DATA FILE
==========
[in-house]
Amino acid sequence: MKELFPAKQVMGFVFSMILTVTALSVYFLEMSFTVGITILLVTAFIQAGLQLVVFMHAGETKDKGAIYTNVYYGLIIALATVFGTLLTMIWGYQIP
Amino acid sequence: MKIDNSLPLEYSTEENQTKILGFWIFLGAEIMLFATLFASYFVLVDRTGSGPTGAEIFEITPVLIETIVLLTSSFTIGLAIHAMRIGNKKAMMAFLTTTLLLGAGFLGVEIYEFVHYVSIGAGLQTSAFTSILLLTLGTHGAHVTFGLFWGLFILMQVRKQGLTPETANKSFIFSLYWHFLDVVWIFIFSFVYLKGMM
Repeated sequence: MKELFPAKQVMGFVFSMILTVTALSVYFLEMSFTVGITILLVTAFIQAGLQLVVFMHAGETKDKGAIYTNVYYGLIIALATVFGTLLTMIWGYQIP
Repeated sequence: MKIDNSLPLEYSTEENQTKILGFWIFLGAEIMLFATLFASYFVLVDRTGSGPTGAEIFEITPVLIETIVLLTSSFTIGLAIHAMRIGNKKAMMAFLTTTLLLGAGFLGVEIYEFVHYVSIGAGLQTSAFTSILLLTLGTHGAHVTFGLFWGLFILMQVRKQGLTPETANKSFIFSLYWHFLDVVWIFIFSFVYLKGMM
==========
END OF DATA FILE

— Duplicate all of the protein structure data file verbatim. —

[in-house]
Amino acid sequence: MKELFPAKQVMGFVFSMILTVTALSVYFLEMSFTVGITILLVTAFIQAGLQLVVFMHAGETKDKGAIYTNVYYGLIIALATVFGTLLTMIWGYQIP
Amino acid sequence: MKIDNSLPLEYSTEENQTKILGFWIFLGAEIMLFATLFASYFVLVDRTGSGPTGAEIFEITPVLIETIVLLTSSFTIGLAIHAMRIGNKKAMMAFLTTTLLLGAGFLGVEIYEFVHYVSIGAGLQTSAFTSILLLTLGTHGAHVTFGLFWGLFILMQVRKQGLTPETANKSFIFSLYWHFLDVVWIFIFSFVYLKGMM
Repeated sequence: MKELFPAKQVMGFVFSMILTVTALSVYFLEMSFTVGITILLVTAFIQAGLQLVVFMHAGETKDKGAIYTNVYYGLIIALATVFGTLLTMIWGYQIP
Repeated sequence: MKIDNSLPLEYSTEENQTKILGFWIFLGAEIMLFATLFASYFVLVDRTGSGPTGAEIFEITPVLIETIVLLTSSFTIGLAIHAMRIGNKKAMMAFLTTTLLLGAGFLGVEIYEFVHYVSIGAGLQTSAFTSILLLTLGTHGAHVTFGLFWGLFILMQVRKQGLTPETANKSFIFSLYWHFLDVVWIFIFSFVYLKGMM